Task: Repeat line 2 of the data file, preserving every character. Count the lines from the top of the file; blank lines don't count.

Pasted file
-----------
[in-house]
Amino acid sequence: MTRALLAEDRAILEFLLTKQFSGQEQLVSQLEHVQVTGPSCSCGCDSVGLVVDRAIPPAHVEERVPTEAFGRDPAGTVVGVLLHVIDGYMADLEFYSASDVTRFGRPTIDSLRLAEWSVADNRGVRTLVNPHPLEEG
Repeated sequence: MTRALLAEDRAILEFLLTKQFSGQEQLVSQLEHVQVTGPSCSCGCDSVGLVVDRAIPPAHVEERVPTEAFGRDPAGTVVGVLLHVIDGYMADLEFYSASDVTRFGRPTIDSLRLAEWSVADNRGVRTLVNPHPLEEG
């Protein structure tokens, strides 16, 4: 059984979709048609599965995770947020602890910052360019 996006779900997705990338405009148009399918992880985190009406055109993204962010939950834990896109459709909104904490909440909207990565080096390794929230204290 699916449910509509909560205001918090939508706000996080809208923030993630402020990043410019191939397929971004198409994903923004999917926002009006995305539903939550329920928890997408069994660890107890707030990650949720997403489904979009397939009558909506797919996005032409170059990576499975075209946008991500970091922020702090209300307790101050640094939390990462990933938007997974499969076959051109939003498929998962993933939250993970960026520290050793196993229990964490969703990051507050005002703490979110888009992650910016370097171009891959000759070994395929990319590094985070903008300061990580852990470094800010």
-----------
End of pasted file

Amino acid sequence: MTRALLAEDRAILEFLLTKQFSGQEQLVSQLEHVQVTGPSCSCGCDSVGLVVDRAIPPAHVEERVPTEAFGRDPAGTVVGVLLHVIDGYMADLEFYSASDVTRFGRPTIDSLRLAEWSVADNRGVRTLVNPHPLEEG